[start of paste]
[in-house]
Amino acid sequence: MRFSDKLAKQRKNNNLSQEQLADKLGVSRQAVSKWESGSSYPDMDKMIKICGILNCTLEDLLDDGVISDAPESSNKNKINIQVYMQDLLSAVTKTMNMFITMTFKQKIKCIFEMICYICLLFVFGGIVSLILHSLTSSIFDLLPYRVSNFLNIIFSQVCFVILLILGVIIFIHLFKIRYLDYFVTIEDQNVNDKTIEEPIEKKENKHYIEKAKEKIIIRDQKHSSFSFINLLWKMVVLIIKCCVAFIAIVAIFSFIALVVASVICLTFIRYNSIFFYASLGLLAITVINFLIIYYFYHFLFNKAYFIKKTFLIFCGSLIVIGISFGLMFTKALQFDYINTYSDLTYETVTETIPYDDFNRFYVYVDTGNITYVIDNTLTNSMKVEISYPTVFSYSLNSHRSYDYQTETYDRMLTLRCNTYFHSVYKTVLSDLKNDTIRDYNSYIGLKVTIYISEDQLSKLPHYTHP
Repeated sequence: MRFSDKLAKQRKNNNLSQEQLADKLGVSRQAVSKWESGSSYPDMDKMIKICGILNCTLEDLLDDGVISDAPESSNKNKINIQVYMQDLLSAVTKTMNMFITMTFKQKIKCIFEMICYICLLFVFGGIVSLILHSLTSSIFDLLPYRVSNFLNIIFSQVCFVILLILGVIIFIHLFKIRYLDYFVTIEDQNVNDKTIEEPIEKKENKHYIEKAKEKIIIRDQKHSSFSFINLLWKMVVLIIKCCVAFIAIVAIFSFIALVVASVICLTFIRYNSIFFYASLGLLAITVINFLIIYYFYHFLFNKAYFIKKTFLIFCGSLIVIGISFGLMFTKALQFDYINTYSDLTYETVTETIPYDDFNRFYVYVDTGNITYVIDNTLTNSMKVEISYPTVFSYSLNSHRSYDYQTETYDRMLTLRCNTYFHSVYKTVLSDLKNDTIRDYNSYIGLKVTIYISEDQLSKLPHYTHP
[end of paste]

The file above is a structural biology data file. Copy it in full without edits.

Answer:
[in-house]
Amino acid sequence: MRFSDKLAKQRKNNNLSQEQLADKLGVSRQAVSKWESGSSYPDMDKMIKICGILNCTLEDLLDDGVISDAPESSNKNKINIQVYMQDLLSAVTKTMNMFITMTFKQKIKCIFEMICYICLLFVFGGIVSLILHSLTSSIFDLLPYRVSNFLNIIFSQVCFVILLILGVIIFIHLFKIRYLDYFVTIEDQNVNDKTIEEPIEKKENKHYIEKAKEKIIIRDQKHSSFSFINLLWKMVVLIIKCCVAFIAIVAIFSFIALVVASVICLTFIRYNSIFFYASLGLLAITVINFLIIYYFYHFLFNKAYFIKKTFLIFCGSLIVIGISFGLMFTKALQFDYINTYSDLTYETVTETIPYDDFNRFYVYVDTGNITYVIDNTLTNSMKVEISYPTVFSYSLNSHRSYDYQTETYDRMLTLRCNTYFHSVYKTVLSDLKNDTIRDYNSYIGLKVTIYISEDQLSKLPHYTHP
Repeated sequence: MRFSDKLAKQRKNNNLSQEQLADKLGVSRQAVSKWESGSSYPDMDKMIKICGILNCTLEDLLDDGVISDAPESSNKNKINIQVYMQDLLSAVTKTMNMFITMTFKQKIKCIFEMICYICLLFVFGGIVSLILHSLTSSIFDLLPYRVSNFLNIIFSQVCFVILLILGVIIFIHLFKIRYLDYFVTIEDQNVNDKTIEEPIEKKENKHYIEKAKEKIIIRDQKHSSFSFINLLWKMVVLIIKCCVAFIAIVAIFSFIALVVASVICLTFIRYNSIFFYASLGLLAITVINFLIIYYFYHFLFNKAYFIKKTFLIFCGSLIVIGISFGLMFTKALQFDYINTYSDLTYETVTETIPYDDFNRFYVYVDTGNITYVIDNTLTNSMKVEISYPTVFSYSLNSHRSYDYQTETYDRMLTLRCNTYFHSVYKTVLSDLKNDTIRDYNSYIGLKVTIYISEDQLSKLPHYTHP